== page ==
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Serving the College since 1885

Monday May 20th

Fourth session of UN Plastic Treaty sets stage for the final outcome

<p><em>The United Nations aims to end plastic pollution and sign an international legally binding agreement to end plastic pollution by the end of 2024 (Photo courtesy of </em><a href="" target=""><em>Wikimedia Commons</em></a><em> / Amuzujoe. February 18, 2023). </em></p>

The United Nations aims to end plastic pollution and sign an international legally binding agreement to end plastic pollution by the end of 2024 (Photo courtesy of Wikimedia Commons / Amuzujoe. February 18, 2023). 

By Brinda Patel

In 2022, the United Nations made a historic step to end plastic pollution by proposing a legally binding agreement to end plastic pollution internationally by the end of 2024. This covers the elimination of almost all production, packaging and disposal of plastic. In addition, the U.N. aims to increase reusable materials and models to approach today’s packaging requirements.

According to Greenpeace, a network of global organizations that peacefully protest for environmental causes, an effective plastic treaty will “cap and reduce plastic production, end single-use plastics, set reuse targets and accelerate a just transition towards reuse-based solutions, and ensure resources to support the delivery of the Treaty are aligned with the zero waste hierarchy.” Most importantly, the treaty must be centered around human rights discussions.

The negotiation for a U.N. treaty began in March 2022. The main objective has always been to eliminate all traces of plastic waste by the year 2040. Thanks to the U.N.’s efforts, this proposal can become a reality. 

In Ottawa, Canada, over 174 delegates came together during the week of April 23- 29 to commence talks about dealing with plastic. This marked the fourth session of negotiations. These sessions discuss INC-1 to INC-5. INC stands for the Intergiver Negotiating Committee. According to the United Nations, INC-4 is the next to last conference of negotiations. INC-1 to INC-3 transpired from late 2022 to late 2023, respectively. The first three conferences only strengthened each country’s commitment to address the pollution crisis.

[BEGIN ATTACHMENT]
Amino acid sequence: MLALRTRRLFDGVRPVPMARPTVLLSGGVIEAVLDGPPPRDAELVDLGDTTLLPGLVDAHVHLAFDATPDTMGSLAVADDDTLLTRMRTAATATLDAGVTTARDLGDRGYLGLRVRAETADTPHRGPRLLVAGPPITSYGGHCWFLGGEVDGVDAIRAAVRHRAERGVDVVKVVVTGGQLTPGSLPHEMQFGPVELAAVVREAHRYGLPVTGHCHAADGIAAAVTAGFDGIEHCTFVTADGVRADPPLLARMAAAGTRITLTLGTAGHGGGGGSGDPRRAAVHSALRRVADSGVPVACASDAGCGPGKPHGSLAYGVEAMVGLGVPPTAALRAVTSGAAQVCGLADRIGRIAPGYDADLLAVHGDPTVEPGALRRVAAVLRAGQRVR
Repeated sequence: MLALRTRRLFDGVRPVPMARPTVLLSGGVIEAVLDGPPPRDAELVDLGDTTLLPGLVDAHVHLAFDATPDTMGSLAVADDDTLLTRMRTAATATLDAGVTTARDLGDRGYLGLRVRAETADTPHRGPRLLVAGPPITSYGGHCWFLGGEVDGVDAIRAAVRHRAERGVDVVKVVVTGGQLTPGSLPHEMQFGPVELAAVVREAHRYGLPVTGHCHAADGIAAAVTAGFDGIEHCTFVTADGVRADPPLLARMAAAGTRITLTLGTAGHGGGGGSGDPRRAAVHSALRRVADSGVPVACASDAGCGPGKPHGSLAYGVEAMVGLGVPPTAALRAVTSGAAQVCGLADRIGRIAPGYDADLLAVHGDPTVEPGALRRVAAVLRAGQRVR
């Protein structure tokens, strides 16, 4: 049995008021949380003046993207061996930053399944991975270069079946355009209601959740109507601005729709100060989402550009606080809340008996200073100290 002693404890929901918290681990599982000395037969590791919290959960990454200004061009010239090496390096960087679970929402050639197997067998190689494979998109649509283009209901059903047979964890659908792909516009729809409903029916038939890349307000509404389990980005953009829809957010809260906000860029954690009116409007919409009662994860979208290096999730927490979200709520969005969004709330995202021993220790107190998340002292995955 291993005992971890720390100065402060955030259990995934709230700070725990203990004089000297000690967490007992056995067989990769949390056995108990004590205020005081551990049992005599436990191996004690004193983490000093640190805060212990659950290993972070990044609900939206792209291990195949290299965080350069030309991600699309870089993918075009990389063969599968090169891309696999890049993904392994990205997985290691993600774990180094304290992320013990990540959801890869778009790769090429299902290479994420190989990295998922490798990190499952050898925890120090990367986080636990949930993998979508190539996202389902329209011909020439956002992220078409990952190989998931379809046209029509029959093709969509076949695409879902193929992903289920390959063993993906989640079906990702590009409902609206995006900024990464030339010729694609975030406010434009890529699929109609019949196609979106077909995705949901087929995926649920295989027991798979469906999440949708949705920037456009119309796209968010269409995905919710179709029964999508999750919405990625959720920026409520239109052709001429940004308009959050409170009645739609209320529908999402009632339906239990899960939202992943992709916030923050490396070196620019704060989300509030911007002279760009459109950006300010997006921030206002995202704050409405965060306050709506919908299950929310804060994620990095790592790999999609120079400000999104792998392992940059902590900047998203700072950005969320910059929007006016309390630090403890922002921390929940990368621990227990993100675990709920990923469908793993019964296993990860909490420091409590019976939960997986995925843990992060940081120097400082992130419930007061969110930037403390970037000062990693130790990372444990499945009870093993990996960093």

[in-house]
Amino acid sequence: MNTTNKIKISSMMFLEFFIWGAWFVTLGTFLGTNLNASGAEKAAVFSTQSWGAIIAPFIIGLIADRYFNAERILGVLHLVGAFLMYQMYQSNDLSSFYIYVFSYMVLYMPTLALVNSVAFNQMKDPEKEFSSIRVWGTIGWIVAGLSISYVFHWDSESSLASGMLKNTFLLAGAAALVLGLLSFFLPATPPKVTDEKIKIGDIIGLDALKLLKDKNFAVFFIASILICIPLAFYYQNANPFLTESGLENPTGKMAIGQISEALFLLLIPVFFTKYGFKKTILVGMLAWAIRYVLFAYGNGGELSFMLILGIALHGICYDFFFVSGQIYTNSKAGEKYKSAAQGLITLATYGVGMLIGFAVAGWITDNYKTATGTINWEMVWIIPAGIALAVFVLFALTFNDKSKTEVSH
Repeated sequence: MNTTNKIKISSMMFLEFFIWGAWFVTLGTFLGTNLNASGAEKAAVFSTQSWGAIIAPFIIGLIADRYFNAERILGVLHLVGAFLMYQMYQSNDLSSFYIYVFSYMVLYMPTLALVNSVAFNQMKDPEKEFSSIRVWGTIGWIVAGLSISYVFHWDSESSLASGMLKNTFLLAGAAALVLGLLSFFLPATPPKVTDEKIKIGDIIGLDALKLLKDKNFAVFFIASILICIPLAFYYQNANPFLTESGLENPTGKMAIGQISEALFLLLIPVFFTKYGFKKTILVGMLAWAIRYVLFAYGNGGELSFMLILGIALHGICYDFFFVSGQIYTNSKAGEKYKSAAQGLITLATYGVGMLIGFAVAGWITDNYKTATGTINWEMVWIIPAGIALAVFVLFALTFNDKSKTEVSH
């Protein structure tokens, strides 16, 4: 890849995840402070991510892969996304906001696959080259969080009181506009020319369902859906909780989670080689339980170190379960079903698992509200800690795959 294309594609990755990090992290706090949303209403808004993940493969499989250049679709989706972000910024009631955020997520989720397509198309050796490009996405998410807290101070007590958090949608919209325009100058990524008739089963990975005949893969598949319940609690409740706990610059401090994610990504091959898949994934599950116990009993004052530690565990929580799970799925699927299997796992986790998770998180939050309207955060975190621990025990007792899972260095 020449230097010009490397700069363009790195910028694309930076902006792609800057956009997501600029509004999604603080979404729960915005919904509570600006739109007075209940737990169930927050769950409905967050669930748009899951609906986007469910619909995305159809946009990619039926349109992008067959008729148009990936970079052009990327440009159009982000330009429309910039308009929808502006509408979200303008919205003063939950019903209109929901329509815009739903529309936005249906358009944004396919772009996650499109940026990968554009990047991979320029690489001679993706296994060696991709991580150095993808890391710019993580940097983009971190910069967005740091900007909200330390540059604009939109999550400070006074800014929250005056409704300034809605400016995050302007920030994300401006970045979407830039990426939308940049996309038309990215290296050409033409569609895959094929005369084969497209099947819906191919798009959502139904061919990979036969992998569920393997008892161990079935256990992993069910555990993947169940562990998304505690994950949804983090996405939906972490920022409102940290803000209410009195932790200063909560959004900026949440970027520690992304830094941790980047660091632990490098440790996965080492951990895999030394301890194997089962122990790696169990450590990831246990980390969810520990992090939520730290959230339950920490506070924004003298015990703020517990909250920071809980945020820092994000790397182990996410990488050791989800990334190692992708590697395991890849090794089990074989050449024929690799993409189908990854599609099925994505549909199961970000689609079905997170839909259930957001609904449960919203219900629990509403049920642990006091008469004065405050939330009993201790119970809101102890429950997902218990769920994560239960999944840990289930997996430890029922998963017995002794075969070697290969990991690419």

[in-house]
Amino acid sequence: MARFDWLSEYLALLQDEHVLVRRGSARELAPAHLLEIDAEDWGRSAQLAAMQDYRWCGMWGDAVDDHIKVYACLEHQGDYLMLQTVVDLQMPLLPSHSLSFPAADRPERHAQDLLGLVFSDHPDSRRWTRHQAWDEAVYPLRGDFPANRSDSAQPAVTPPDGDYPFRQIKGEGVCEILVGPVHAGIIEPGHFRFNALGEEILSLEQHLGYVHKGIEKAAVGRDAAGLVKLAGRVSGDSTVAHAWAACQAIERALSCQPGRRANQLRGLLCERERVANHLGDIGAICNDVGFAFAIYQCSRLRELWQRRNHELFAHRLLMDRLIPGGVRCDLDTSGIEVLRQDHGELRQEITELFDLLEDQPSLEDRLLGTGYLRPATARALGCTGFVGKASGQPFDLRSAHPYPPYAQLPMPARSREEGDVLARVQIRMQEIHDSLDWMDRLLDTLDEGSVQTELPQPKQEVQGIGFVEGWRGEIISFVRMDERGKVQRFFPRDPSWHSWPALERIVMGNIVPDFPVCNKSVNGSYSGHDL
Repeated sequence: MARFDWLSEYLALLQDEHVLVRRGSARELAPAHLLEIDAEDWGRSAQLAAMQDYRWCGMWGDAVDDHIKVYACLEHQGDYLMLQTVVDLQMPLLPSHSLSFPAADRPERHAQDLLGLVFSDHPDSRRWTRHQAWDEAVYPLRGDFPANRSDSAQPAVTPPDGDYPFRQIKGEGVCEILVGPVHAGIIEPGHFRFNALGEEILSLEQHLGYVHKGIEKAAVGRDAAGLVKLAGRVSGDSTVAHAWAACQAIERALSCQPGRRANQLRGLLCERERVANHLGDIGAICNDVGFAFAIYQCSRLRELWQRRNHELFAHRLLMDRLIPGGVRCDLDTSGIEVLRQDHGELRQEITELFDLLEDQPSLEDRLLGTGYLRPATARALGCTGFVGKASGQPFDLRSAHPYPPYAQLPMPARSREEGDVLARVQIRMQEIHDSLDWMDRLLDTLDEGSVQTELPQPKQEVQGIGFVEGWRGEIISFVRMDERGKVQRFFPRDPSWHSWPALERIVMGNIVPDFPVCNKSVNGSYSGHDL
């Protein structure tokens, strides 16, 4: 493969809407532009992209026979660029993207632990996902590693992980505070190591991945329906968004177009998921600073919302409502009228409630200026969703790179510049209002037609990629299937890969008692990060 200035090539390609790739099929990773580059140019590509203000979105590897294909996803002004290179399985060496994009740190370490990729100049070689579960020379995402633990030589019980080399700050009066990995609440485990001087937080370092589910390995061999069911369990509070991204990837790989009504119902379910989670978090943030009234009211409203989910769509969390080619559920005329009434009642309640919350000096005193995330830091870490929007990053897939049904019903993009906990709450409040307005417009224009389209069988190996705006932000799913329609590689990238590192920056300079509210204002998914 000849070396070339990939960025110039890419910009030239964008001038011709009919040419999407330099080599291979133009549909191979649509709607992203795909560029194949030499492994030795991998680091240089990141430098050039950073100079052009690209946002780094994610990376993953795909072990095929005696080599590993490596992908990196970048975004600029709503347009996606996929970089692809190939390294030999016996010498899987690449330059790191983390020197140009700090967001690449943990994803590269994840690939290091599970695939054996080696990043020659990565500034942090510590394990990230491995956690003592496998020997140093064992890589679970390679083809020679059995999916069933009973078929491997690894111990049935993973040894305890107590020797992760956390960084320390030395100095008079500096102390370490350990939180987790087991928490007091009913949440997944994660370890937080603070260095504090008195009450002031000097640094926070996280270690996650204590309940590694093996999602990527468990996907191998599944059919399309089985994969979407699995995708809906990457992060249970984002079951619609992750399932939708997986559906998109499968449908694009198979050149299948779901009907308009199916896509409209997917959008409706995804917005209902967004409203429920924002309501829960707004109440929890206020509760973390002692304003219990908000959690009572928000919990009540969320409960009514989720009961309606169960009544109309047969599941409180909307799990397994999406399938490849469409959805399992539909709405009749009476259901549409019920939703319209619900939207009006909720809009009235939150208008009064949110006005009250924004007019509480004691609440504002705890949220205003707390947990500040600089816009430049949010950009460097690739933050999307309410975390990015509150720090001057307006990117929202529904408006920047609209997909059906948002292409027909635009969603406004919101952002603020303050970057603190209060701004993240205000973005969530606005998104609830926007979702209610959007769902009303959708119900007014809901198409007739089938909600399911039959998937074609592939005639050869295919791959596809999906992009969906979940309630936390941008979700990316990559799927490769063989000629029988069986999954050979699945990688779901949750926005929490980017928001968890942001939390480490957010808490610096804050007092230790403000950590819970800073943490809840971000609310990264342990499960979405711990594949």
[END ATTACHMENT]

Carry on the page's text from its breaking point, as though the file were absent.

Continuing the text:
Although INC-1 to INC-3 were pivotal feats, U.N. Environmental Programme’s Executive Director Inger Andersen addressed those achievements and why there is still more progress to be made within the negotiations. 

“We can be proud of what we have achieved. But a job half-done is a job not done,” Andersen stated. “Time is against us – both in terms of finalizing the instrument and how much more the planet can take. As we deliberate, plastic pollution continues to gush into ecosystems.” 

The week-long conference for INC-4 ensured the inevitable status of the plastic treaty. The main topic of discussion was about plastic packaging regulation across the globe and any regions applicable to instilling a treaty. The takeaway is that no one country can uphold an effective plastic treaty without the support of others, even if there’s a geographical divide. 

Three side events were also held to discuss plastic-free transitions, effects of plastic pollution in marine life and new approaches to capacity building and financing this matter. 

Greenpeace Canada delivered their petition at the U.N. Negotiations this past week. Over two million people have signed their petition, including two thousand in Canada. The publication’s writer, Brandon Wei stated, “Gone are the romantic days of a lone glass bottle washing ashore, a faraway message inside. Nowadays, shorelines are deluged with plastic bottles – like the cutout we brought to the ECCC [Office of Environment and Climate Change Canada]  – with a message from the planet, echoed by over two million people: end the age of plastic.”

This November, INC-5 will be held in Busan, South Korea. The fifth session will resolve negotiations and finalize the international contract to end plastic pollution.


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